Jump to content

The Smallest Tetarteron


Recommended Posts

  • Benefactor

I should start this thread with " Call me Ishmael.

 Unattractive I know but easily still attributable. It is a coin I have sought after, to the point, I questioned if it existed as an official issue.

The coin is described Sear Byzantine coins and their Values and in CLBC, also Doc, each gave it a different description, but one thing was in common, the coin was very small. In CLBC they listed the die diameter at 11mm.

The only main difference in SBCV and CLBC is description of the Archangels inscription. In CLBC it is AP on R and M on left. In Sears catalog he says it is identical the full tetarteron O/X/AP on l. and X/MI on r.


My example follows Sears description for legend


 1.7gm  15.5mm SBCV-2006

The coin was produced under the rule of Isaac II, 1185-1195 CE, his family lead to the destruction of the empire at the hands of the crusaders.

He was a follower of the Cult of the Archangel Michael, the tetartera from Thessalonica was of two types, a full tetarteron and a coin called its half.

His full tetarteron was sized at around 20mm (die size 18mm) but the half listed in Sear and CLBC only at 15mm or less down to 11mm.  the size in Morrison is 11mm and Grierson does not include the coin in his catalog nor does Sommer.

The weight listed in CLBC says from 1.17 to 1.8 gm.

(The ONLY other example that appears on the web is in Forums Ancient Coins prior sales, it is of a cruder imagery than mine and the die sizes do not appear to be uniform.)


Bellow I include the two listed denominations for a visual comparison.



 As my good friend @catadc will point out, a 15mm die size does exists as well but my examples by weight, don’t make it apparent of being a different denomination. That riddle remains.

In any case I have finally found the smallest tetarteron and have conclusively completed the collection I started out to complete, every listed tetarteron for the emperors of the 12th century Eastern Roman Empire. 



  • Like 16
  • Cool Think 1
  • Clap 1
Link to comment
Share on other sites

  • Benefactor


44 minutes ago, TheTrachyEnjoyer said:

Are you considering usurpers too?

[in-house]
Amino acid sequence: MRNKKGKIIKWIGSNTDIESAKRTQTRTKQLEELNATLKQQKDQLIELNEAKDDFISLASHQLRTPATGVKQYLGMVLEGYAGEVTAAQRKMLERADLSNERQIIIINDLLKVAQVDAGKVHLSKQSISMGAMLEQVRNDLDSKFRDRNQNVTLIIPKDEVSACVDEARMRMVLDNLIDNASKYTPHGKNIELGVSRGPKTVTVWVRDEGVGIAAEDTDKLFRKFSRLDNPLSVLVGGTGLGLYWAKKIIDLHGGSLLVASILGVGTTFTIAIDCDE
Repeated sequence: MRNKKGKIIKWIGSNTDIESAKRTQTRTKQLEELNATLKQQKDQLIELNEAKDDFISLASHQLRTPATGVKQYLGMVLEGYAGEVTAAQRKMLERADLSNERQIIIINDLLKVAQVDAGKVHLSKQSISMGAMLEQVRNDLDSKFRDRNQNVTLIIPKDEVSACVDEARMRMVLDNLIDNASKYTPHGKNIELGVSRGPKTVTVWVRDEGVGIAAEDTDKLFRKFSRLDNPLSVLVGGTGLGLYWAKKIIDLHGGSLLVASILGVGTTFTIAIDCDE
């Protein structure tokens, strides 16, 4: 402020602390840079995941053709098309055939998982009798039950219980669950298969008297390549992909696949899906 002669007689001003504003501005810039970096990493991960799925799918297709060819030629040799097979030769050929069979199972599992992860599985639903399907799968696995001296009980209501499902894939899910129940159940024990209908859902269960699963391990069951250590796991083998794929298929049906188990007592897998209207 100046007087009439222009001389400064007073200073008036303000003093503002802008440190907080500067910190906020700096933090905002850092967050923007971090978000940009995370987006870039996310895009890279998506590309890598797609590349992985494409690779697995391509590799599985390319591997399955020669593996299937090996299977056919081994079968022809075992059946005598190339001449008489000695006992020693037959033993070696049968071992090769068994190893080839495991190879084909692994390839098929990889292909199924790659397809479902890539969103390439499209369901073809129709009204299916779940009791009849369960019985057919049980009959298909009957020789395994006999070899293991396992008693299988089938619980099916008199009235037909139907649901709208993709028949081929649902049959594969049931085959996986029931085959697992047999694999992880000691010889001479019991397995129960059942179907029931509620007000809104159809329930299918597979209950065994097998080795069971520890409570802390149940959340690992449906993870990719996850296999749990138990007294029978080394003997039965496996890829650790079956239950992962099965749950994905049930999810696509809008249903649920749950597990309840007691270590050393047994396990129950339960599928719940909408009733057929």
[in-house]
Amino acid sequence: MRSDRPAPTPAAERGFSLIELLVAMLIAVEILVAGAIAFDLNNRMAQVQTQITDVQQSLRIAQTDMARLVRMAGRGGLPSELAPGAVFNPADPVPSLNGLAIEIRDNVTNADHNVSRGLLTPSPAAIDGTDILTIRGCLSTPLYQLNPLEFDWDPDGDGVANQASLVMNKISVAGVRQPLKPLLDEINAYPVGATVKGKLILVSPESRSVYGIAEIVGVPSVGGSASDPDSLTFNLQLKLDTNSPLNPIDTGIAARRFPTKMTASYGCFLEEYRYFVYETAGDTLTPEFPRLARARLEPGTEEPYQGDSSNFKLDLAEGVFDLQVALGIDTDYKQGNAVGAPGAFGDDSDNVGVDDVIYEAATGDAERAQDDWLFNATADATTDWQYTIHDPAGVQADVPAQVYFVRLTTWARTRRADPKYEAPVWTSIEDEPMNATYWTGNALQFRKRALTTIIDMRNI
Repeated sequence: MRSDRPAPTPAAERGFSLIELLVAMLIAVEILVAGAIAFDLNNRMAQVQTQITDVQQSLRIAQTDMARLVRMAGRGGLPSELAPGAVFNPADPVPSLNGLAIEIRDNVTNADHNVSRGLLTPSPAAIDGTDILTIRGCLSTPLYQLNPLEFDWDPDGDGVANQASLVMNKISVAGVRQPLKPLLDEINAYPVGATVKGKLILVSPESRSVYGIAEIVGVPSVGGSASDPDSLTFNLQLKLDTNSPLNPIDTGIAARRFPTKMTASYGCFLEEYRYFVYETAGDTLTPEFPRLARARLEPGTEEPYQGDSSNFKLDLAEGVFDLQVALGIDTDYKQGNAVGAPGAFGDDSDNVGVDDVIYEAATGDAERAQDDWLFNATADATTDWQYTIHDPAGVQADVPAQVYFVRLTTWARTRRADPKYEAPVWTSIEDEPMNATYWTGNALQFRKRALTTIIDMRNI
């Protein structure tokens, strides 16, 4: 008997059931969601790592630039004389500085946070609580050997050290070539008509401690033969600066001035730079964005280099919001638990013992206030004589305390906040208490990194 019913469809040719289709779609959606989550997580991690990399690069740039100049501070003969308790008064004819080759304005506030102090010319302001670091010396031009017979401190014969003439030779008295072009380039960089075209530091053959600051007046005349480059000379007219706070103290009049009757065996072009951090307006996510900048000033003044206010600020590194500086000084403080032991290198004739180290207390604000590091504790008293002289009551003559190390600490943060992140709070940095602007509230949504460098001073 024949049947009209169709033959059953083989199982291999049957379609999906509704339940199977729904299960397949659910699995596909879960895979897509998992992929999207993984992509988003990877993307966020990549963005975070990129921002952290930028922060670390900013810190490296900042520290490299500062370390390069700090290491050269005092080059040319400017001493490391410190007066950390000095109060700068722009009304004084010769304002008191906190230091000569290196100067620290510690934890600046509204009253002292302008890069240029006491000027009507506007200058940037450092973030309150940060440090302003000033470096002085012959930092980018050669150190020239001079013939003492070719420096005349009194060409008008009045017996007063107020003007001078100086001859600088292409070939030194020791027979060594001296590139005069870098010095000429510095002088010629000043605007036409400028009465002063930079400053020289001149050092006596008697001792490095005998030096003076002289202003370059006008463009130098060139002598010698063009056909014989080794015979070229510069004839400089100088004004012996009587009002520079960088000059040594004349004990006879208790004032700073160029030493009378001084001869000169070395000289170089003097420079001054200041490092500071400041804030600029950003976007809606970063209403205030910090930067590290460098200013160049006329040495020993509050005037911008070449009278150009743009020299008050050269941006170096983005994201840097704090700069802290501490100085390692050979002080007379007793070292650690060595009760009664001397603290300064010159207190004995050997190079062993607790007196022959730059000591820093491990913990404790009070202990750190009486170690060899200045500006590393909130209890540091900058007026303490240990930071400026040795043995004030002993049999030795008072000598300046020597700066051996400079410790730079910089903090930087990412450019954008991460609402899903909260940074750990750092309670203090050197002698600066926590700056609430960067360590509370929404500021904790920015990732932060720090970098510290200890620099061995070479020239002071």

It was Not part of the original goal BUT I have 5 types of Isaac Comnenus usurper of Cyprus tetartera.

I also changed my focus to get all coinage of the 12th century emperors a few years ago, the copper ones were the most difficult. The other ones just required money and patience; I will complete the collection in the next few years. Alexius I is the biggest hurdle. 


here is my rarest Isaac Comnenus Usurper tetarteron.  SBCV-1999




  • Like 7
Link to comment
Share on other sites

  • Benefactor

This example is the only one I have found that is similar. My photo is of a plate in Julian Bakers " Coinage and Money in Medieval Greece 1200-1430".  The text attributes as the larger version I believe that to be a typo. It is type VI. The example is in Athens, the author did not give weight, but he said they were photographed to size, the example he has to the left of it (cropped out here) shows the same scale as in my original posting. 



One example that is findable on the web is on Labarum. This appears to be the example That Forum Ancient coins sold. Different dies and appear to be mismatched. 15mm and 11mm is my estimate.  The example is 1.24gm and 17.5mm at the widest point. The inscription for Isaac is heavily abbreviated and the reverse AO? (This is not my coin.) This example seems to match the one used in DOC IV description.




This example Is not a half tetarteron, not by size anyway. It has always left me a bit baffled. Its weight is only 2.2gm but it is full sized, the dies here too appear to be mis matched. The full size is over 20mm but with a full die sized at 18mm and the other less at 15mm. The coin is very thin but is nicely struck considering its very low weight.




Last but not least is a heavy example 4.5gm but with 15mm dies. 




I have others of the large sized and midsized dies, but the weights vary, not clearly showing any consistency of weight. The examples in my collection are not a good picture of the denomination as a whole, I picked them for visual purposes, I have no idea on where they were actually found and how they compared with coins from the same area. 

I think my example of the half tetarteron is extremely official looking for the obverse, I have no doubt it was an official issue. 


Here once again a comparison picture of the three sized dies.  

If you have thoughts and observations on the series or the denomination in general, please feel free to post.



  • Like 11
  • Popcorn 1
Link to comment
Share on other sites

Join the conversation

You can post now and register later. If you have an account, sign in now to post with your account.
Note: Your post will require moderator approval before it will be visible.

Reply to this topic...

×   Pasted as rich text.   Paste as plain text instead

  Only 75 emoji are allowed.

×   Your link has been automatically embedded.   Display as a link instead

×   Your previous content has been restored.   Clear editor

×   You cannot paste images directly. Upload or insert images from URL.

  • Create New...